Project description:We present an approach for the calculation of spin density distributions for molecules that require very large active spaces for a qualitatively correct description of their electronic structure. Our approach is based on the density-matrix renormalization group (DMRG) algorithm to calculate the spin density matrix elements as a basic quantity for the spatially resolved spin density distribution. The spin density matrix elements are directly determined from the second-quantized elementary operators optimized by the DMRG algorithm. As an analytic convergence criterion for the spin density distribution, we employ our recently developed sampling-reconstruction scheme [J. Chem. Phys.2011, 134, 224101] to build an accurate complete-active-space configuration-interaction (CASCI) wave function from the optimized matrix product states. The spin density matrix elements can then also be determined as an expectation value employing the reconstructed wave function expansion. Furthermore, the explicit reconstruction of a CASCI-type wave function provides insight into chemically interesting features of the molecule under study such as the distribution of ? and ? electrons in terms of Slater determinants, CI coefficients, and natural orbitals. The methodology is applied to an iron nitrosyl complex which we have identified as a challenging system for standard approaches [J. Chem. Theory Comput.2011, 7, 2740].
Project description:Understanding exotic, non-s-wave-like states of Cooper pairs is important and may lead to new superconductors with higher critical temperatures and novel properties. Their existence is known to be possible but has always been thought to be associated with non-traditional mechanisms of superconductivity where electronic correlations play an important role. Here we use a first principles linear response calculation to show that in doped Bi2Se3 an unconventional p-wave-like state can be favoured via a conventional phonon-mediated mechanism, as driven by an unusual, almost singular behaviour of the electron-phonon interaction at long wavelengths. This may provide a new platform for our understanding of superconductivity phenomena in doped band insulators.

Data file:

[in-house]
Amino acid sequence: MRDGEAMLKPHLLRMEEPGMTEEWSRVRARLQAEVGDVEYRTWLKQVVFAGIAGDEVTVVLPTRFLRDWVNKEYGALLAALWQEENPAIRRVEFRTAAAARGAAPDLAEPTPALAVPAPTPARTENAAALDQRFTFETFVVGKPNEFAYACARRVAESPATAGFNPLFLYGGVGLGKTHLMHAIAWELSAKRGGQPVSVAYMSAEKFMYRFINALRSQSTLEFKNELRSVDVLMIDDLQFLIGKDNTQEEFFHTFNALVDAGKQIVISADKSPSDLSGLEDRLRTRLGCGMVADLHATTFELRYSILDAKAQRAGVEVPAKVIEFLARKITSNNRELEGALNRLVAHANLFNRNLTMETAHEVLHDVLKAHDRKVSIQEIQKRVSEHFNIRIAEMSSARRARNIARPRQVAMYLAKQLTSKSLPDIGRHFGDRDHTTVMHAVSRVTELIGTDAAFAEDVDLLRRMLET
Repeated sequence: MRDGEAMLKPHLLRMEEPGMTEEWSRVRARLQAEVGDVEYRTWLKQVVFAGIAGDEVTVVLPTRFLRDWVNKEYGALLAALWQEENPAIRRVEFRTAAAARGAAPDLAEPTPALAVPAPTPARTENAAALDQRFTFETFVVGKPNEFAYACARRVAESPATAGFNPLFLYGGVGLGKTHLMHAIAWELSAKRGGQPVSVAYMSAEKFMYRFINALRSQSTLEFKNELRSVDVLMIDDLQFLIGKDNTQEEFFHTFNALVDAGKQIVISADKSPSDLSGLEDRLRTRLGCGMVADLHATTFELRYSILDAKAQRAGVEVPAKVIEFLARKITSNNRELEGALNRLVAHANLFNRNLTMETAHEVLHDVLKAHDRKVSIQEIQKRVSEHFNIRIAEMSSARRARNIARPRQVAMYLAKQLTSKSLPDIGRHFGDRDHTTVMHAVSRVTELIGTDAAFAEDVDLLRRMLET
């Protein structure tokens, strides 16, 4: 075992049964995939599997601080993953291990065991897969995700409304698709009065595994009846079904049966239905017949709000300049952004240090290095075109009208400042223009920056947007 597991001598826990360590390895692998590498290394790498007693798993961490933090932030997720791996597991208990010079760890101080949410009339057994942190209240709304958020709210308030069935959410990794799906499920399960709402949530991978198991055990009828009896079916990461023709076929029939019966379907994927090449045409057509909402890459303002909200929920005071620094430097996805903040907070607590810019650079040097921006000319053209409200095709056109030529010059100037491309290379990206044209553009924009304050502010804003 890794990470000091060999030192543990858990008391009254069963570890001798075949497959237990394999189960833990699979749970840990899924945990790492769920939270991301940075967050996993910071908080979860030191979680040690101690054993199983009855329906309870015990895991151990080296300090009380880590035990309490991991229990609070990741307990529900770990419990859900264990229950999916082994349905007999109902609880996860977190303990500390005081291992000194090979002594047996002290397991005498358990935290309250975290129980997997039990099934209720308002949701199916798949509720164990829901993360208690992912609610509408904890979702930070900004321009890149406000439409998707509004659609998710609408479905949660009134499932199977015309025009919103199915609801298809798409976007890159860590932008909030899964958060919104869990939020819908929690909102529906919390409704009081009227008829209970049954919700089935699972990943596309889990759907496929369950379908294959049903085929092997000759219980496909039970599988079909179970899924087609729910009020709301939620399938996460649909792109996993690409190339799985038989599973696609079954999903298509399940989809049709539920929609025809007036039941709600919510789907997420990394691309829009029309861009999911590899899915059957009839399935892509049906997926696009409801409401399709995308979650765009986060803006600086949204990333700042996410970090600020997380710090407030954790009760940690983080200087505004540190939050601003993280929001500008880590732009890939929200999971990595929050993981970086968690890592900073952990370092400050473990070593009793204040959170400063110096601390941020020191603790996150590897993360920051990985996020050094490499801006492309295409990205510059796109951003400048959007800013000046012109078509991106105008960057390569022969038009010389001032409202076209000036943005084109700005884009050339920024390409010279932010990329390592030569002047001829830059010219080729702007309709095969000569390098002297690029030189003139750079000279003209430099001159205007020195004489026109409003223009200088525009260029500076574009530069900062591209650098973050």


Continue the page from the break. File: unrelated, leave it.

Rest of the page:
Project description:The oxidation of three phenols, which contain an intramolecular hydrogen bond to a pendent pyridine or amine group, has been shown, in a previous experimental study, to undergo concerted proton-electron transfer (CPET). In this reaction, the electron is transferred to an outer-sphere oxidant, and the proton is transferred from the oxygen to nitrogen atom. In the present study, this reaction is studied computationally using a version of Hammes-Schiffer's multistate continuum theory where CPET is formulated as a transmission frequency between neutral and cation vibrational-electronic states. The neutral and cation proton vibrational wave functions are computed from one-dimensional potential energy surfaces (PESs) for the transferring proton in a fixed heavy atom framework. The overlap integrals for these neutral/cation wave functions, considering several initial (i.e., neutral) and final (i.e., cation) vibrational states, are used to evaluate the relative rates of oxidation. The analysis is extended to heavy atom configurations with various proton donor-acceptor (i.e., O-N) distances to assess the importance of heavy atom "gating". Such changes in d(ON) dramatically affect the nature of the proton PESs and wave functions. Surprisingly, the most reactive configurations have similar donor-acceptor distances despite the large (~0.2 Å) differences in the optimized structures. These theoretical results qualitatively reproduce the experimental faster reactivity of the reaction of the pyridyl derivative 1 versus the CH(2)-pyridyl 2, but the computed factor of 5 is smaller than the experimental 10(2). The amine derivative is calculated to react similarly to 1, which does not agree with the experiments, likely due to some of the simplifying assumptions made in applying the theory. The computed kinetic isotope effects (KIEs) and their temperature dependence are in agreement with experimental results.